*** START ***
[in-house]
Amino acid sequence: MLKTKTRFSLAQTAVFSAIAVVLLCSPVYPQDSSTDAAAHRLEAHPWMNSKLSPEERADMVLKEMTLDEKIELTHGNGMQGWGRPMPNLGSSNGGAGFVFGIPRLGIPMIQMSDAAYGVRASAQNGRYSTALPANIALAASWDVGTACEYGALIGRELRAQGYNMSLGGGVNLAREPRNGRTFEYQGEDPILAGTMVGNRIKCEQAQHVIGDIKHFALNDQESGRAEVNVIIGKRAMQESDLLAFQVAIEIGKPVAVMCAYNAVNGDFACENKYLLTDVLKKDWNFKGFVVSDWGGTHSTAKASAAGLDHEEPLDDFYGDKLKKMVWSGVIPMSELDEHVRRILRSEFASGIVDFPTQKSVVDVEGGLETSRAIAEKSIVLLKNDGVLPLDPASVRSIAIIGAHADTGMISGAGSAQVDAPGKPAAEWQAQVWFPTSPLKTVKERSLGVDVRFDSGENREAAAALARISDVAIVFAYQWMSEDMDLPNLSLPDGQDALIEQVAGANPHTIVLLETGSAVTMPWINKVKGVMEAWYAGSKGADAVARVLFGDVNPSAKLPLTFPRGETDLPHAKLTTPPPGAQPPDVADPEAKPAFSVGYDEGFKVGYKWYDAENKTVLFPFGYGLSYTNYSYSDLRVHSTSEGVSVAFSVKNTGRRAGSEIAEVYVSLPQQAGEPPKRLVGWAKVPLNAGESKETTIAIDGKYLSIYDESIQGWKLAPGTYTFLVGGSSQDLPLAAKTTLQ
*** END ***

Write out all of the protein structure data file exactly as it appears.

[in-house]
Amino acid sequence: MLKTKTRFSLAQTAVFSAIAVVLLCSPVYPQDSSTDAAAHRLEAHPWMNSKLSPEERADMVLKEMTLDEKIELTHGNGMQGWGRPMPNLGSSNGGAGFVFGIPRLGIPMIQMSDAAYGVRASAQNGRYSTALPANIALAASWDVGTACEYGALIGRELRAQGYNMSLGGGVNLAREPRNGRTFEYQGEDPILAGTMVGNRIKCEQAQHVIGDIKHFALNDQESGRAEVNVIIGKRAMQESDLLAFQVAIEIGKPVAVMCAYNAVNGDFACENKYLLTDVLKKDWNFKGFVVSDWGGTHSTAKASAAGLDHEEPLDDFYGDKLKKMVWSGVIPMSELDEHVRRILRSEFASGIVDFPTQKSVVDVEGGLETSRAIAEKSIVLLKNDGVLPLDPASVRSIAIIGAHADTGMISGAGSAQVDAPGKPAAEWQAQVWFPTSPLKTVKERSLGVDVRFDSGENREAAAALARISDVAIVFAYQWMSEDMDLPNLSLPDGQDALIEQVAGANPHTIVLLETGSAVTMPWINKVKGVMEAWYAGSKGADAVARVLFGDVNPSAKLPLTFPRGETDLPHAKLTTPPPGAQPPDVADPEAKPAFSVGYDEGFKVGYKWYDAENKTVLFPFGYGLSYTNYSYSDLRVHSTSEGVSVAFSVKNTGRRAGSEIAEVYVSLPQQAGEPPKRLVGWAKVPLNAGESKETTIAIDGKYLSIYDESIQGWKLAPGTYTFLVGGSSQDLPLAAKTTLQ